It seems that what proportion of the pay gap is attributable to what set of factors should be relatively easy to answer, but it is hard to model pay gaps. Up until now, there has not been any modelling of the pay gap in Scotland, although Close the Gap has commissioned some and that work is under way, which is extremely helpful.

When we look at decompositions done by Walby and Olsen for the Equal Opportunities Commission and then the EHRC, we see an unexplained chunk to the pay gap. I hope that the work in Scotland will lift the veil on some of the matters that we do not understand.

Widely speculated on is the notion that the pay gap is higher because of the impact of the City of London. We know that the financial services sector has one of the largest pay gaps—it usually sits just behind manufacturing. It is especially large in those parts of the financial sector in which large bonuses are paid and bonuses represent a significant proportion of salary. Many roles with such bonuses are found in the City. The shorthand explanation, therefore, is that the City skews the rest-of-UK pay gap, and the gap is particularly wide in London. That is the best intelligence that we have at the moment.

You have mentioned the City of London, but is there good data on regional pay gap variations across Scotland, or is that getting to too detailed a level for the statistics that we have available?

There is a difficulty with regionalisation. Because of the way in which the annual survey of hours and earnings works, the smaller the region you are trying to look at, the more difficult that sort of activity becomes and the less robust the figures are. Other kinds of surveys that are pushed out during the year attempt to answer some of those questions but, because they are not based on the rigorous methodology that is employed in the annual survey of hours and earnings, I would treat them with caution. Occasionally you will see figures decomposed for local authority areas and other sub-national geographical areas but, as I have said, I would treat them with extreme caution.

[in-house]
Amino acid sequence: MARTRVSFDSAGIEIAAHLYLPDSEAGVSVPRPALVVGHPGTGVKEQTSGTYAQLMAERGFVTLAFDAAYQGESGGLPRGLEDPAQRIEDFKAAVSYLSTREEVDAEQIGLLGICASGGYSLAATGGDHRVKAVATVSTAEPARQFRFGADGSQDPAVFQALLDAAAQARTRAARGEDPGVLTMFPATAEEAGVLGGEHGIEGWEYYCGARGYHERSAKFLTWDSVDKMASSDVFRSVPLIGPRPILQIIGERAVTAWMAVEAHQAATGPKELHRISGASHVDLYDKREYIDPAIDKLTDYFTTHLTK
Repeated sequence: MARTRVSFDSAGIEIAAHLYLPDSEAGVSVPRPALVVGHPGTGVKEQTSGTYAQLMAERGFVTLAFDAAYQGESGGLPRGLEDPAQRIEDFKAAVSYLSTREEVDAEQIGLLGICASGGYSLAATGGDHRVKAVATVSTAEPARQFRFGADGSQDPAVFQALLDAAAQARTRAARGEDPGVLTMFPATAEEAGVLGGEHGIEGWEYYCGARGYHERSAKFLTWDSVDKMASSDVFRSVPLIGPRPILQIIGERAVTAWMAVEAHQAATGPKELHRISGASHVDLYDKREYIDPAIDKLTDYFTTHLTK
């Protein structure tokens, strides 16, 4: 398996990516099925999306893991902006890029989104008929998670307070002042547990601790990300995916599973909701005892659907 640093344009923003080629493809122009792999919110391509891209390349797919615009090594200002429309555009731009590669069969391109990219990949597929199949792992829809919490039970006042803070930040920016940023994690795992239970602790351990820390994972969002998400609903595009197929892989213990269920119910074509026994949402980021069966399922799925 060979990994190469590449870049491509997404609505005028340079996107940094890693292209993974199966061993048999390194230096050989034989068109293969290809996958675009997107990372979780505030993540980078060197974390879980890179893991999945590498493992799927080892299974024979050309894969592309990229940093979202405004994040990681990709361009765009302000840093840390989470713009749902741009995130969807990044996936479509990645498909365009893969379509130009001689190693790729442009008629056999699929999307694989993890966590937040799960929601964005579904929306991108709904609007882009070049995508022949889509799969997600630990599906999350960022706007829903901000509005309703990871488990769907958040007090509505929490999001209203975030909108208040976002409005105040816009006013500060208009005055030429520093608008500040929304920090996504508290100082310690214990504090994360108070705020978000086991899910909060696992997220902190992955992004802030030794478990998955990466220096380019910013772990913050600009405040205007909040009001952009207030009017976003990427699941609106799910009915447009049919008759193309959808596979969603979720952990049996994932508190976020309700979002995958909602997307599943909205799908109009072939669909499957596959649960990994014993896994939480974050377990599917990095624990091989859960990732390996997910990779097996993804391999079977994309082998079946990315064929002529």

It is possible to look at the factors underpinning the pay gap and to take a particular view. For instance, if you know that a local authority area has an extremely large proportion of jobs in farming, say, or tourism, you can take a view on the likely impact of such aspects on the pay gap. However, hard figures become increasingly shaky the smaller the regional area you look at.

Coming back to my original question on the pay gap vis-à-vis Scotland and the UK, what has the trend been over time?

Emma Ritch

The full-time pay gap has been narrowing, but there has not been much movement overall.

Anna Ritchie Allan

I would agree.

And what about the variation between Scotland and UK?

It remains roughly the same. However, as other colleagues have said, the pay gap is a very top-line and lagging indicator of what is happening as a whole in the labour market, and it is affected by a lot of trends. The recent narrowing can be more fairly attributed to men’s precarious, low-paid and underemployed work than to other underlying effects with regard to women’s labour market participation.

How far back can we go for reliable statistics on the pay gap?

Twenty-ish years, at least, but I should point out that the measure has changed over time, with a move in the UK between the median and the mean and the presentation of full-time and part-time aspects. It is possible to dig back into those figures, but the official Office for National Statistics statement has changed its methodology during that time.

As an illustration of the issue with the narrowing of the pay gap, we saw post the 2008 recession men displacing women in what we might describe as traditionally female occupations such as care, but women did not displace men in traditionally male areas, and there is still a male dominance in areas such as construction and manufacturing. The figures themselves are influenced by other factors.